"We are the national charity that stands up for pedestrians. With our supporters we work to create safe, attractive and enjoyable streets, where people want to walk. We work with communities, professionals and politicians to make sure every community can enjoy vibrant streets and public spaces.
We started life in 1929 as the Pedestrians Association and have been the national voice for pedestrians throughout our history. In the early years, our campaigning led to the introduction of the driving test, pedestrian crossings and 30 mph speed limits. Since then our ambition has grown. Today we influence decision makers nationally and locally, run successful projects to encourage people to walk and provide specialist consultancy services to help reduce congestion and carbon emissions, improve public health, and make sure every community can enjoy the benefits of walking."
The Open Spaces Society (OSS)
The Open Spaces Society is Britain's oldest national conservation body, founded in 1865. We campaign for the protection of common land, town and village greens and other open spaces, and for public paths and public access in town and country, throughout England and Wales. Our earliest campaigns in the mid-Victorian era were concerned with saving open spaces in urban areas from exploitation and development, for enjoyment by the local population for informal recreation. Hampstead Heath, Wimbledon Common and Epping Forest were among our early successes.
The British Mountaineering Council (BMC)
The BMC, established in 1944, is the representative body that exists to protect the freedoms, and promote the interests, of climbers, hill walkers and mountaineers.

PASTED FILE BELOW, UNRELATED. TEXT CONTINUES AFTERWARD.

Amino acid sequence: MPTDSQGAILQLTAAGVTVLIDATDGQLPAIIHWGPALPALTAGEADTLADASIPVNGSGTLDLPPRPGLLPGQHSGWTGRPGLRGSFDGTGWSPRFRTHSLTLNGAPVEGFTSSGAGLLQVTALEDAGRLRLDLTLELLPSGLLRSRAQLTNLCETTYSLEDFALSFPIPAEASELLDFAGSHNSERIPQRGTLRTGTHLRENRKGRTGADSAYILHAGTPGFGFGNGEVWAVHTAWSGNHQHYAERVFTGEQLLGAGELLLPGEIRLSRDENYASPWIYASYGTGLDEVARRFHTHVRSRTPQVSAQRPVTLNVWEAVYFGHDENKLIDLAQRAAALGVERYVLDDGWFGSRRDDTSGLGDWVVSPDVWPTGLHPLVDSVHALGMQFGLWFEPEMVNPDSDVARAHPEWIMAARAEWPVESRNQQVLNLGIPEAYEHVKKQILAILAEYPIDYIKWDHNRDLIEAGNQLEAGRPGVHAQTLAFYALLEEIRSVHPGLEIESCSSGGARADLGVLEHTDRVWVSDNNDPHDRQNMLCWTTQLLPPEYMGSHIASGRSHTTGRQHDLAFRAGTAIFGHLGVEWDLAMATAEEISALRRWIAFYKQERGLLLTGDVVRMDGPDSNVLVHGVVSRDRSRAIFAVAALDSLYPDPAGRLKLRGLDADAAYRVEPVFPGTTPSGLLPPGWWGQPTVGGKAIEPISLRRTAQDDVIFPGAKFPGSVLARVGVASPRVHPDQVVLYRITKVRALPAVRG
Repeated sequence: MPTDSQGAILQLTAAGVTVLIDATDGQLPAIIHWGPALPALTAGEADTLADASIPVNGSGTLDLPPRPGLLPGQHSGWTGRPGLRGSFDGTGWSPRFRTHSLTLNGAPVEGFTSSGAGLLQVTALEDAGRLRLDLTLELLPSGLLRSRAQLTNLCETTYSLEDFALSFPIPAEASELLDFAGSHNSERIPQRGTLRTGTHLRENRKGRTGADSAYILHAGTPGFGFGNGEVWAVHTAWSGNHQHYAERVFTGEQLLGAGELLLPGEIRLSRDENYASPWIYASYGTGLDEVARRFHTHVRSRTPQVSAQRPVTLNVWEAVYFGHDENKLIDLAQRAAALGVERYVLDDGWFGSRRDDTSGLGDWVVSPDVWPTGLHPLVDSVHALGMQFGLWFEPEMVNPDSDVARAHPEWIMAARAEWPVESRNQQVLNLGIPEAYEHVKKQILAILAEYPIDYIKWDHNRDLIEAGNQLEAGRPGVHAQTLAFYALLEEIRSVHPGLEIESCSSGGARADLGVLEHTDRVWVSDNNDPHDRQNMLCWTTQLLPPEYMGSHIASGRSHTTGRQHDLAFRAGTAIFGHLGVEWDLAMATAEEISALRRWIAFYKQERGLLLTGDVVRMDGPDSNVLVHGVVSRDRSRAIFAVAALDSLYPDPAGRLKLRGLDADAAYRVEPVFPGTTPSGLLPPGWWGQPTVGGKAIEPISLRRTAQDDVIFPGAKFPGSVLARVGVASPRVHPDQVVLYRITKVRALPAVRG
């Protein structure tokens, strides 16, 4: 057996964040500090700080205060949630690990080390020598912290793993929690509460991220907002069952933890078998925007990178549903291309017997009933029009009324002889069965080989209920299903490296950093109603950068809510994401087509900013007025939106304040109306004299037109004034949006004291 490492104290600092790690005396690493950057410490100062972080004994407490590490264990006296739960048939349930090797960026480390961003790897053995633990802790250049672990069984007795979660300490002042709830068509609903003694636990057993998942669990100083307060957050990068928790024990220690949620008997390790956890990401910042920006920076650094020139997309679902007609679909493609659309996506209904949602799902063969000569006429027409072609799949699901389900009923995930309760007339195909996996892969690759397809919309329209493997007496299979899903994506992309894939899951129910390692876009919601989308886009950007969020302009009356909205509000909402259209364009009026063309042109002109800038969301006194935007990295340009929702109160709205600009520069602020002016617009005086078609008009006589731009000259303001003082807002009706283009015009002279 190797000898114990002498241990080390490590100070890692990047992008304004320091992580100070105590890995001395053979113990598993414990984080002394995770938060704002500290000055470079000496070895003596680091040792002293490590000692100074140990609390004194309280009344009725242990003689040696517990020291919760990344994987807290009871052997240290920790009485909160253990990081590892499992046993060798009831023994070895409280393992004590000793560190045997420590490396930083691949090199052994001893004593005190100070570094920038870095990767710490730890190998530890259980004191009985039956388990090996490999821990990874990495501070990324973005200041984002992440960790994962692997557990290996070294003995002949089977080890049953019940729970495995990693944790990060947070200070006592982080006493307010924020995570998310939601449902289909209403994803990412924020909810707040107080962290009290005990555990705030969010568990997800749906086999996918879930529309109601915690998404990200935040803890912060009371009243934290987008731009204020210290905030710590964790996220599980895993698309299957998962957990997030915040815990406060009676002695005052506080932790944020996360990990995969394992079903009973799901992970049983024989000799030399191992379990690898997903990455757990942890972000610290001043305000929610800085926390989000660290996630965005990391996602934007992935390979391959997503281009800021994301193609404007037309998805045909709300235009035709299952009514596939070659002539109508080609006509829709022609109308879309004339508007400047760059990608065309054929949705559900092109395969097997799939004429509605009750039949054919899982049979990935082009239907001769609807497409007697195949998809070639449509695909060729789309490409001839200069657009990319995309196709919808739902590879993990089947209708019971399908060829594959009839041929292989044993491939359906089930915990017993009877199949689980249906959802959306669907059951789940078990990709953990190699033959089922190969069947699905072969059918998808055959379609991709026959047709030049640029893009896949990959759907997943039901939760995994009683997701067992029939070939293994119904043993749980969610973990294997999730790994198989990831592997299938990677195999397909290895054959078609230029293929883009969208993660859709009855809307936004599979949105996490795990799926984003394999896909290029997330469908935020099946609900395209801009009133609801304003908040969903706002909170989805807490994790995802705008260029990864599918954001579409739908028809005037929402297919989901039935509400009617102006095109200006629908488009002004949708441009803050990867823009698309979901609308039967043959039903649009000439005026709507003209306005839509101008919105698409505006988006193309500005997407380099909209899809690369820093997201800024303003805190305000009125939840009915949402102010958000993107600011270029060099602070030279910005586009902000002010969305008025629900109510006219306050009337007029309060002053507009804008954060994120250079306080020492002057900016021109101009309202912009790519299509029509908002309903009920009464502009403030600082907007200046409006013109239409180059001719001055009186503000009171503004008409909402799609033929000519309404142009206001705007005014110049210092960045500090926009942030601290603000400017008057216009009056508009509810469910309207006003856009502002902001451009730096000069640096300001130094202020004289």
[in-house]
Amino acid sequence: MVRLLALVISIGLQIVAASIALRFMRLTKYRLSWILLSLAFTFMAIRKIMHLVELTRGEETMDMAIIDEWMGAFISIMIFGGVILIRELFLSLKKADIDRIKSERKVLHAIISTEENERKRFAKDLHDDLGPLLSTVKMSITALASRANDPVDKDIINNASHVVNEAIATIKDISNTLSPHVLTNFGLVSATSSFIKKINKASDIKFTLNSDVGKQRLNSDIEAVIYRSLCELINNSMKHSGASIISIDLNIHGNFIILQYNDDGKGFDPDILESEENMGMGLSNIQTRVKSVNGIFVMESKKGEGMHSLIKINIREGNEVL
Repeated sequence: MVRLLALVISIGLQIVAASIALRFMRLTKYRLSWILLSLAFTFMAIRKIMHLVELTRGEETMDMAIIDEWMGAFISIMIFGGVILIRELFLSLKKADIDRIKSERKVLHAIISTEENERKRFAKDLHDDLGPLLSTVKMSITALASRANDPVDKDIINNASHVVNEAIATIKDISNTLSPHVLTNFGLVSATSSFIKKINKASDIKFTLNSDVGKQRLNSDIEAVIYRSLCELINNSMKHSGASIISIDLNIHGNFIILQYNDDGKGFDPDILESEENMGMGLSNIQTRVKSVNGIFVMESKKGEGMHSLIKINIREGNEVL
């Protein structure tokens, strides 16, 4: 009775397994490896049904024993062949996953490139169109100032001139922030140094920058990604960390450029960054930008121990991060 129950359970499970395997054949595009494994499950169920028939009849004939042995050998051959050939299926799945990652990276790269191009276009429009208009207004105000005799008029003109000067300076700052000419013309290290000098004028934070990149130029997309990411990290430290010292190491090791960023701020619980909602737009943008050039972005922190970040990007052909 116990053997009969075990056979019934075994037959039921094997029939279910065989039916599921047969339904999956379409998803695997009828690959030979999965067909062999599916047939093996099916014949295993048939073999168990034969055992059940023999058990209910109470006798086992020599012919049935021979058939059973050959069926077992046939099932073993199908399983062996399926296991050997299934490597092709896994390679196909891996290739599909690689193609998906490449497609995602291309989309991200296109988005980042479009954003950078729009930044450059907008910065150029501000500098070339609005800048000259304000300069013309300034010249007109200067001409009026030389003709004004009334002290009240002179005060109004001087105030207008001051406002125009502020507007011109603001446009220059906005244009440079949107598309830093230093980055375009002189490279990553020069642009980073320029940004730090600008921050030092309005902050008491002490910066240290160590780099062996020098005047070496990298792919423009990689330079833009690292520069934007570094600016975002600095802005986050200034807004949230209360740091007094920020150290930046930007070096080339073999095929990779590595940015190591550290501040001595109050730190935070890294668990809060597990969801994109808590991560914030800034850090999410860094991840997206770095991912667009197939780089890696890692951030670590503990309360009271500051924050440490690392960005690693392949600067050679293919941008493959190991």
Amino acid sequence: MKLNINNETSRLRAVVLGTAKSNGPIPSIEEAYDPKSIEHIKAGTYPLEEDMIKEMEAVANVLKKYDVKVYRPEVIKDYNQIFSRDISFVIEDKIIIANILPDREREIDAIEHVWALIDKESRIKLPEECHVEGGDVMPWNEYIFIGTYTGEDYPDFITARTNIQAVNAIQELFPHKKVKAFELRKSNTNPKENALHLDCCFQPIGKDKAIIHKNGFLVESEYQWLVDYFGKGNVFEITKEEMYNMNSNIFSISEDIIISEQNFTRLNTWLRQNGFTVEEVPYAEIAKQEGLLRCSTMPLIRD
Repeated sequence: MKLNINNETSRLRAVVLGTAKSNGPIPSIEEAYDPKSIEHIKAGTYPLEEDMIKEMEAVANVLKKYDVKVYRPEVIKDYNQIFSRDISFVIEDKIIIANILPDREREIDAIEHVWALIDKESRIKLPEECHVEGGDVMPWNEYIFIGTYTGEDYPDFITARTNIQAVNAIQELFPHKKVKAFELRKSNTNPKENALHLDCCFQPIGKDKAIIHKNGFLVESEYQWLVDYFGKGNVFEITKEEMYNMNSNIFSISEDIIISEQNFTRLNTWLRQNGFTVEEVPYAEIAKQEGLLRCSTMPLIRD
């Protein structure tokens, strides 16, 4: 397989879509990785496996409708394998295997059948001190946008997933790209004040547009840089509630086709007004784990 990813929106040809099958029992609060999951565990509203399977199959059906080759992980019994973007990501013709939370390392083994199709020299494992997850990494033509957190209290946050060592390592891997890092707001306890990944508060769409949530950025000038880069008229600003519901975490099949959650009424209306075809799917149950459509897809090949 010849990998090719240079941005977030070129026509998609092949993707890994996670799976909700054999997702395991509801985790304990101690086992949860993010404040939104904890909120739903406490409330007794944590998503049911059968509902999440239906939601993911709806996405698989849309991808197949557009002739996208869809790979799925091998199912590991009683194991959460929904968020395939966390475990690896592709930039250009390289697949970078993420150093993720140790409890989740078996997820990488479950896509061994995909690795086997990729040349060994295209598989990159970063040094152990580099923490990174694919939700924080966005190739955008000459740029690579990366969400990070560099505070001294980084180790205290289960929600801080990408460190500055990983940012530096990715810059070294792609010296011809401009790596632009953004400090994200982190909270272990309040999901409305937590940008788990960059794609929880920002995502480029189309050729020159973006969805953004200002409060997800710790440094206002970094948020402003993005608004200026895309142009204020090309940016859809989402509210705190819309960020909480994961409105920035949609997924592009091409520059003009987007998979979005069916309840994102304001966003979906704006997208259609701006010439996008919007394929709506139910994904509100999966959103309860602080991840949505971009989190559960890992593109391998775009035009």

A note about Gating Orders
(i) The Clean Neighbourhoods and Environment 2006 Act amended the Highways Act 1980 so that local highway authorities are empowered to make Gating Orders which have the effect of restricting access to any highway other than a special, trunk, classified, principal or strategic road. The powers permit access to be restricted, by means of gates across the highway, on grounds of crime reduction and to deal with problems of anti-social behaviour (defined as meaning behaviour by a person which causes or is likely to cause harassment, alarm or distress to one or more other persons not of the same household as himself). Practical guidance on using this procedure has been issued by the Home Office  . Regulations (SI 2006 No. 537 The Highways Act 1980 (Gating Orders) (England) Regulations 2006) prescribe the procedure that authorities must adopt in proposing and making orders.
(ii) Before making an order, an authority must be satisfied that:
(a) premises adjoining or adjacent to the highway are affected by crime or anti-social behaviour;
(b) the existence of the highway is facilitating the persistent commission of criminal offences or anti-social behaviour; and
(c) it is expedient to make the order for the purposes of reducing crime or anti-social behaviour, having taken into account all the circumstances, including:
(i) the likely effect of making the order on the occupiers of premises adjoining or adjacent to the highway;
(ii) the likely effect of making the order on other persons in the locality; and
(iii) in a case where the highway constitutes a through route, the availability of a reasonably convenient alternative route.